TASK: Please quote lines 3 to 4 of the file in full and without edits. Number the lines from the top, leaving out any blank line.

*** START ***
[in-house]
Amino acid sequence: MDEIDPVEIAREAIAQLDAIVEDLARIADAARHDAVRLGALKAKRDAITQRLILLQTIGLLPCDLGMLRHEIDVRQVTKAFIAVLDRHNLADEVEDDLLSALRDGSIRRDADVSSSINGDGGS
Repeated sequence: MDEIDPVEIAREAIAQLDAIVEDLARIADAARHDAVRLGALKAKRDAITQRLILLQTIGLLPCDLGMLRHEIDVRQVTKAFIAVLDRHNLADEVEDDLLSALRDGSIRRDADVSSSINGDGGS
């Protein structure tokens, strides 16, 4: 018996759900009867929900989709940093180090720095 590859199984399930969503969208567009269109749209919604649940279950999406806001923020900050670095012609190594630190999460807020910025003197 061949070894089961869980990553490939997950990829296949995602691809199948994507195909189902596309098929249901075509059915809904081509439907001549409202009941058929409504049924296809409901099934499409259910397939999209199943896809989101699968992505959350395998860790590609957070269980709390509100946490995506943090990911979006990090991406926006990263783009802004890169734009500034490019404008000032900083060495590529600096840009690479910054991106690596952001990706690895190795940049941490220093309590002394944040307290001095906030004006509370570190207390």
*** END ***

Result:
Repeated sequence: MDEIDPVEIAREAIAQLDAIVEDLARIADAARHDAVRLGALKAKRDAITQRLILLQTIGLLPCDLGMLRHEIDVRQVTKAFIAVLDRHNLADEVEDDLLSALRDGSIRRDADVSSSINGDGGS
């Protein structure tokens, strides 16, 4: 018996759900009867929900989709940093180090720095 590859199984399930969503969208567009269109749209919604649940279950999406806001923020900050670095012609190594630190999460807020910025003197 061949070894089961869980990553490939997950990829296949995602691809199948994507195909189902596309098929249901075509059915809904081509439907001549409202009941058929409504049924296809409901099934499409259910397939999209199943896809989101699968992505959350395998860790590609957070269980709390509100946490995506943090990911979006990090991406926006990263783009802004890169734009500034490019404008000032900083060495590529600096840009690479910054991106690596952001990706690895190795940049941490220093309590002394944040307290001095906030004006509370570190207390």